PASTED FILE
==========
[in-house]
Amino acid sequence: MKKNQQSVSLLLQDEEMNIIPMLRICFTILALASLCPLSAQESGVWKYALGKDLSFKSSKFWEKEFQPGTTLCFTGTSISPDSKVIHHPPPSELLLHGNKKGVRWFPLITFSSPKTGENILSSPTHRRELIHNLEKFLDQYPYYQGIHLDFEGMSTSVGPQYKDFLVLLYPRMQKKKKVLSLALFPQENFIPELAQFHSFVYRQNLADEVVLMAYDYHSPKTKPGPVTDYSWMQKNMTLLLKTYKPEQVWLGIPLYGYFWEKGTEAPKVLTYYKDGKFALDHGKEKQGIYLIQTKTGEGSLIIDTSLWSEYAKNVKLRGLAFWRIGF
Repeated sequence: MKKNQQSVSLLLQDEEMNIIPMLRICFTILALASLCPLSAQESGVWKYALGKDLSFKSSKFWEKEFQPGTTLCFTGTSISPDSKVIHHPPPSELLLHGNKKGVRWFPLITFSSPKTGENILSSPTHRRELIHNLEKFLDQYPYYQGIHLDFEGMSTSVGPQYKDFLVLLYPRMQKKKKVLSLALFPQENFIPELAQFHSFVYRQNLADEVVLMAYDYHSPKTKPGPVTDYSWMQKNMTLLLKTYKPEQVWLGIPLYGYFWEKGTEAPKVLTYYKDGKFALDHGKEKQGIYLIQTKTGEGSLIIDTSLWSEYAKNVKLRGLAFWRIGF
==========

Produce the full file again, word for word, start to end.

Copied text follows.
[in-house]
Amino acid sequence: MKKNQQSVSLLLQDEEMNIIPMLRICFTILALASLCPLSAQESGVWKYALGKDLSFKSSKFWEKEFQPGTTLCFTGTSISPDSKVIHHPPPSELLLHGNKKGVRWFPLITFSSPKTGENILSSPTHRRELIHNLEKFLDQYPYYQGIHLDFEGMSTSVGPQYKDFLVLLYPRMQKKKKVLSLALFPQENFIPELAQFHSFVYRQNLADEVVLMAYDYHSPKTKPGPVTDYSWMQKNMTLLLKTYKPEQVWLGIPLYGYFWEKGTEAPKVLTYYKDGKFALDHGKEKQGIYLIQTKTGEGSLIIDTSLWSEYAKNVKLRGLAFWRIGF
Repeated sequence: MKKNQQSVSLLLQDEEMNIIPMLRICFTILALASLCPLSAQESGVWKYALGKDLSFKSSKFWEKEFQPGTTLCFTGTSISPDSKVIHHPPPSELLLHGNKKGVRWFPLITFSSPKTGENILSSPTHRRELIHNLEKFLDQYPYYQGIHLDFEGMSTSVGPQYKDFLVLLYPRMQKKKKVLSLALFPQENFIPELAQFHSFVYRQNLADEVVLMAYDYHSPKTKPGPVTDYSWMQKNMTLLLKTYKPEQVWLGIPLYGYFWEKGTEAPKVLTYYKDGKFALDHGKEKQGIYLIQTKTGEGSLIIDTSLWSEYAKNVKLRGLAFWRIGF